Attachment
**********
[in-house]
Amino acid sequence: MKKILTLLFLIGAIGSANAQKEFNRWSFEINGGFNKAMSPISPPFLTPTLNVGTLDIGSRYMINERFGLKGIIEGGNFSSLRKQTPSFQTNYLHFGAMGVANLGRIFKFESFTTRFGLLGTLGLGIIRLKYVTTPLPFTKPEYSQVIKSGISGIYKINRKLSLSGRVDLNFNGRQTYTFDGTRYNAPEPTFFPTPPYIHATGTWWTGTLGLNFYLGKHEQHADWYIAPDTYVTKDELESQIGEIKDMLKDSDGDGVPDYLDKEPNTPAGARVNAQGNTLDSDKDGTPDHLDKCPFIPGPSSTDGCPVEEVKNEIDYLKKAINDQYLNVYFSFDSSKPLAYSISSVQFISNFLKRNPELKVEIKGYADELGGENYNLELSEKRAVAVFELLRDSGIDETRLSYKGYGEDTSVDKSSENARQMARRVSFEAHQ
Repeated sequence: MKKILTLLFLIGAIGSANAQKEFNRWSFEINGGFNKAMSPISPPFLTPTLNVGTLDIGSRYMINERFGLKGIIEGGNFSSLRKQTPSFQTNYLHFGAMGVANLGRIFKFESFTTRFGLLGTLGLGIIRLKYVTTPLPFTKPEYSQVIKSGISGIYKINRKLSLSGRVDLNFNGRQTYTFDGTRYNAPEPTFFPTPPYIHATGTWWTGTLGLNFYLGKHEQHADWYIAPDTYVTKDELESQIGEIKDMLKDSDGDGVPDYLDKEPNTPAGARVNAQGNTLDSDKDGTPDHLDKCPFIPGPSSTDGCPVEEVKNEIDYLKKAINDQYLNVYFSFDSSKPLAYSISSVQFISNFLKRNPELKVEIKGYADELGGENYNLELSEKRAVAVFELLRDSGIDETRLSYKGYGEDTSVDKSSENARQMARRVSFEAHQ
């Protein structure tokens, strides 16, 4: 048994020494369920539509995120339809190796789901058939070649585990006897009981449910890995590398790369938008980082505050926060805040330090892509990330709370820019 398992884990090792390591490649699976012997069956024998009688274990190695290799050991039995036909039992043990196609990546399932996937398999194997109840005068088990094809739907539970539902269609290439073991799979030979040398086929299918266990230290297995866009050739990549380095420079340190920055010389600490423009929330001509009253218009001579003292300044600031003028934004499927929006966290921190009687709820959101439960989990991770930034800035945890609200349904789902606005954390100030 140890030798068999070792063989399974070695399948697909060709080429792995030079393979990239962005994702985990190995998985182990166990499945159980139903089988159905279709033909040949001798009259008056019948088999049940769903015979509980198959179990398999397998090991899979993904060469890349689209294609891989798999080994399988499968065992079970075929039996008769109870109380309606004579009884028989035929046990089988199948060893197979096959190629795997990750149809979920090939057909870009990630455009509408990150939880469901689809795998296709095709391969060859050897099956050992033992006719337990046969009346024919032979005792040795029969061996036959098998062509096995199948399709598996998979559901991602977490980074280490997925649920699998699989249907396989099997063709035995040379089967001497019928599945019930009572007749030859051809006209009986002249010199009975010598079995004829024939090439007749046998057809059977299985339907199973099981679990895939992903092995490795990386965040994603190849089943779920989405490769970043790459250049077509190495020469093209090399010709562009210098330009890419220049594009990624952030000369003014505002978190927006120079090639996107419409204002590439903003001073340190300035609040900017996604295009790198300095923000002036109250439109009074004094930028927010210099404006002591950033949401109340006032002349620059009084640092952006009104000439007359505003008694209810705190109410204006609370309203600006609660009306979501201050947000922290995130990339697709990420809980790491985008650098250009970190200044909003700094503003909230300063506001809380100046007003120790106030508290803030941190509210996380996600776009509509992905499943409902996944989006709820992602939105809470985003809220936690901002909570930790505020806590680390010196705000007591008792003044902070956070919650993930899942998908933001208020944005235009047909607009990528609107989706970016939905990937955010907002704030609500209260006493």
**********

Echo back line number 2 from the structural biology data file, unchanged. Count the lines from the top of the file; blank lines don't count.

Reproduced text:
Amino acid sequence: MKKILTLLFLIGAIGSANAQKEFNRWSFEINGGFNKAMSPISPPFLTPTLNVGTLDIGSRYMINERFGLKGIIEGGNFSSLRKQTPSFQTNYLHFGAMGVANLGRIFKFESFTTRFGLLGTLGLGIIRLKYVTTPLPFTKPEYSQVIKSGISGIYKINRKLSLSGRVDLNFNGRQTYTFDGTRYNAPEPTFFPTPPYIHATGTWWTGTLGLNFYLGKHEQHADWYIAPDTYVTKDELESQIGEIKDMLKDSDGDGVPDYLDKEPNTPAGARVNAQGNTLDSDKDGTPDHLDKCPFIPGPSSTDGCPVEEVKNEIDYLKKAINDQYLNVYFSFDSSKPLAYSISSVQFISNFLKRNPELKVEIKGYADELGGENYNLELSEKRAVAVFELLRDSGIDETRLSYKGYGEDTSVDKSSENARQMARRVSFEAHQ